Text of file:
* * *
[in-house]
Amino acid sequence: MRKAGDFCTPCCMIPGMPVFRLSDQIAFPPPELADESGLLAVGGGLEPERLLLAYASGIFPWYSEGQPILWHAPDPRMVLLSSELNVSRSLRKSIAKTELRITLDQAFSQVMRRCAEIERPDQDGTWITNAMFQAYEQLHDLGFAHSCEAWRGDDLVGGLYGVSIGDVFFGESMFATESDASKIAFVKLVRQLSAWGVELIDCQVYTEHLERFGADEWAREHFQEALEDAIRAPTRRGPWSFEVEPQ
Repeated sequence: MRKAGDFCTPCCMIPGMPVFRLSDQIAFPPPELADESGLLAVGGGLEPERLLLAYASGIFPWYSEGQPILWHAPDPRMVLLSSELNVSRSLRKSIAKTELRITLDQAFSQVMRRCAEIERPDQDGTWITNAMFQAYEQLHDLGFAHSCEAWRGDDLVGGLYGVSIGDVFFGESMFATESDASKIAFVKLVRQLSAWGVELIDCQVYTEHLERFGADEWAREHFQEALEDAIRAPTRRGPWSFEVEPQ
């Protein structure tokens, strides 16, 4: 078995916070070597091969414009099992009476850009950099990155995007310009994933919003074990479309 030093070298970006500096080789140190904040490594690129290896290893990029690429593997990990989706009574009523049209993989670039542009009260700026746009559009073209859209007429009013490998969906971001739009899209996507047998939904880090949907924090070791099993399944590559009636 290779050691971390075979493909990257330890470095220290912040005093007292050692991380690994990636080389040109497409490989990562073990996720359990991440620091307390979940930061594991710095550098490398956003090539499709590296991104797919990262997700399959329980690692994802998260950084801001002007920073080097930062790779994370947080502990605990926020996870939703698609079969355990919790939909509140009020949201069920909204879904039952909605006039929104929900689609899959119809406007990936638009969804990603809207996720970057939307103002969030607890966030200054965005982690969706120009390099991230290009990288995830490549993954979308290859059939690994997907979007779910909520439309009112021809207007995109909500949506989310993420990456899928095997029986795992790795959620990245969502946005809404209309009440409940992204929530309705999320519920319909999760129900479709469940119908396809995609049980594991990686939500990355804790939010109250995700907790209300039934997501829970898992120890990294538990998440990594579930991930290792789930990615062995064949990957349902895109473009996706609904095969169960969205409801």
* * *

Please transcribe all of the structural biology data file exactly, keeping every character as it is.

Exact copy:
[in-house]
Amino acid sequence: MRKAGDFCTPCCMIPGMPVFRLSDQIAFPPPELADESGLLAVGGGLEPERLLLAYASGIFPWYSEGQPILWHAPDPRMVLLSSELNVSRSLRKSIAKTELRITLDQAFSQVMRRCAEIERPDQDGTWITNAMFQAYEQLHDLGFAHSCEAWRGDDLVGGLYGVSIGDVFFGESMFATESDASKIAFVKLVRQLSAWGVELIDCQVYTEHLERFGADEWAREHFQEALEDAIRAPTRRGPWSFEVEPQ
Repeated sequence: MRKAGDFCTPCCMIPGMPVFRLSDQIAFPPPELADESGLLAVGGGLEPERLLLAYASGIFPWYSEGQPILWHAPDPRMVLLSSELNVSRSLRKSIAKTELRITLDQAFSQVMRRCAEIERPDQDGTWITNAMFQAYEQLHDLGFAHSCEAWRGDDLVGGLYGVSIGDVFFGESMFATESDASKIAFVKLVRQLSAWGVELIDCQVYTEHLERFGADEWAREHFQEALEDAIRAPTRRGPWSFEVEPQ
């Protein structure tokens, strides 16, 4: 078995916070070597091969414009099992009476850009950099990155995007310009994933919003074990479309 030093070298970006500096080789140190904040490594690129290896290893990029690429593997990990989706009574009523049209993989670039542009009260700026746009559009073209859209007429009013490998969906971001739009899209996507047998939904880090949907924090070791099993399944590559009636 290779050691971390075979493909990257330890470095220290912040005093007292050692991380690994990636080389040109497409490989990562073990996720359990991440620091307390979940930061594991710095550098490398956003090539499709590296991104797919990262997700399959329980690692994802998260950084801001002007920073080097930062790779994370947080502990605990926020996870939703698609079969355990919790939909509140009020949201069920909204879904039952909605006039929104929900689609899959119809406007990936638009969804990603809207996720970057939307103002969030607890966030200054965005982690969706120009390099991230290009990288995830490549993954979308290859059939690994997907979007779910909520439309009112021809207007995109909500949506989310993420990456899928095997029986795992790795959620990245969502946005809404209309009440409940992204929530309705999320519920319909999760129900479709469940119908396809995609049980594991990686939500990355804790939010109250995700907790209300039934997501829970898992120890990294538990998440990594579930991930290792789930990615062995064949990957349902895109473009996706609904095969169960969205409801």